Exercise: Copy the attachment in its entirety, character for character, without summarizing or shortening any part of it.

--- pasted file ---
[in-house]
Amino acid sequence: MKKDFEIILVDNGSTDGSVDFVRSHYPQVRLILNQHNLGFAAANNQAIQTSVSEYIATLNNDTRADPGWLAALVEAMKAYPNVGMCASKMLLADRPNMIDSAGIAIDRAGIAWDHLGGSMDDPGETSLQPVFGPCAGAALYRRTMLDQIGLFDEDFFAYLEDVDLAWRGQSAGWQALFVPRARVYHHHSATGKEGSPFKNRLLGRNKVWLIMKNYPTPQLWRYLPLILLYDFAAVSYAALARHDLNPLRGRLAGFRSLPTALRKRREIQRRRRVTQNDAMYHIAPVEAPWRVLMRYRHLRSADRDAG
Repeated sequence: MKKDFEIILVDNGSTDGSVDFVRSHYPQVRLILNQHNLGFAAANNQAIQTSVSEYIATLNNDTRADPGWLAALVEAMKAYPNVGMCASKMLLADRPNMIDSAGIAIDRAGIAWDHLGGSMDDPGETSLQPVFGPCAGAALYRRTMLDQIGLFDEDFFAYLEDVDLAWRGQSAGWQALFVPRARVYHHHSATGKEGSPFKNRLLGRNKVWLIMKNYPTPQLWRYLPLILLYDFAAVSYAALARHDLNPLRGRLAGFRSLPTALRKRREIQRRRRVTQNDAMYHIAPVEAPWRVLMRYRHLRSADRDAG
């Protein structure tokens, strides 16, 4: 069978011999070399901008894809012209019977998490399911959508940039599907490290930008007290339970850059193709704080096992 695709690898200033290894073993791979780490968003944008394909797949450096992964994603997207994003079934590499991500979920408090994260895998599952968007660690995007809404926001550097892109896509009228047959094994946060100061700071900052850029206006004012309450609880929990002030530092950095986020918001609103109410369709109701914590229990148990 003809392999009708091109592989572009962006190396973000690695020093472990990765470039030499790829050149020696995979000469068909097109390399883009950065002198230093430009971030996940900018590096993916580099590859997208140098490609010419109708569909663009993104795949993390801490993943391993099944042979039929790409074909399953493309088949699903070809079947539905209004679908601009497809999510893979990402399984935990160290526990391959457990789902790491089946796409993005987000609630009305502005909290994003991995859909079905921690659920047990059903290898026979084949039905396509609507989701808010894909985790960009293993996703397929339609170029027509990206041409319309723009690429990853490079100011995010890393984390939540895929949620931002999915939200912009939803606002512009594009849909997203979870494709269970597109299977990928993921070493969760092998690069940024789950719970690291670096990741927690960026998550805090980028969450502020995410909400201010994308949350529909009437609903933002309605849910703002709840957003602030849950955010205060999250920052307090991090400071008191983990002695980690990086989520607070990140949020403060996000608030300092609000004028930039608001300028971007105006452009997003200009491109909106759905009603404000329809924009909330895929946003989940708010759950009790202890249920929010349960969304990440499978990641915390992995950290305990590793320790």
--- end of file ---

[in-house]
Amino acid sequence: MKKDFEIILVDNGSTDGSVDFVRSHYPQVRLILNQHNLGFAAANNQAIQTSVSEYIATLNNDTRADPGWLAALVEAMKAYPNVGMCASKMLLADRPNMIDSAGIAIDRAGIAWDHLGGSMDDPGETSLQPVFGPCAGAALYRRTMLDQIGLFDEDFFAYLEDVDLAWRGQSAGWQALFVPRARVYHHHSATGKEGSPFKNRLLGRNKVWLIMKNYPTPQLWRYLPLILLYDFAAVSYAALARHDLNPLRGRLAGFRSLPTALRKRREIQRRRRVTQNDAMYHIAPVEAPWRVLMRYRHLRSADRDAG
Repeated sequence: MKKDFEIILVDNGSTDGSVDFVRSHYPQVRLILNQHNLGFAAANNQAIQTSVSEYIATLNNDTRADPGWLAALVEAMKAYPNVGMCASKMLLADRPNMIDSAGIAIDRAGIAWDHLGGSMDDPGETSLQPVFGPCAGAALYRRTMLDQIGLFDEDFFAYLEDVDLAWRGQSAGWQALFVPRARVYHHHSATGKEGSPFKNRLLGRNKVWLIMKNYPTPQLWRYLPLILLYDFAAVSYAALARHDLNPLRGRLAGFRSLPTALRKRREIQRRRRVTQNDAMYHIAPVEAPWRVLMRYRHLRSADRDAG
């Protein structure tokens, strides 16, 4: 069978011999070399901008894809012209019977998490399911959508940039599907490290930008007290339970850059193709704080096992 695709690898200033290894073993791979780490968003944008394909797949450096992964994603997207994003079934590499991500979920408090994260895998599952968007660690995007809404926001550097892109896509009228047959094994946060100061700071900052850029206006004012309450609880929990002030530092950095986020918001609103109410369709109701914590229990148990 003809392999009708091109592989572009962006190396973000690695020093472990990765470039030499790829050149020696995979000469068909097109390399883009950065002198230093430009971030996940900018590096993916580099590859997208140098490609010419109708569909663009993104795949993390801490993943391993099944042979039929790409074909399953493309088949699903070809079947539905209004679908601009497809999510893979990402399984935990160290526990391959457990789902790491089946796409993005987000609630009305502005909290994003991995859909079905921690659920047990059903290898026979084949039905396509609507989701808010894909985790960009293993996703397929339609170029027509990206041409319309723009690429990853490079100011995010890393984390939540895929949620931002999915939200912009939803606002512009594009849909997203979870494709269970597109299977990928993921070493969760092998690069940024789950719970690291670096990741927690960026998550805090980028969450502020995410909400201010994308949350529909009437609903933002309605849910703002709840957003602030849950955010205060999250920052307090991090400071008191983990002695980690990086989520607070990140949020403060996000608030300092609000004028930039608001300028971007105006452009997003200009491109909106759905009603404000329809924009909330895929946003989940708010759950009790202890249920929010349960969304990440499978990641915390992995950290305990590793320790």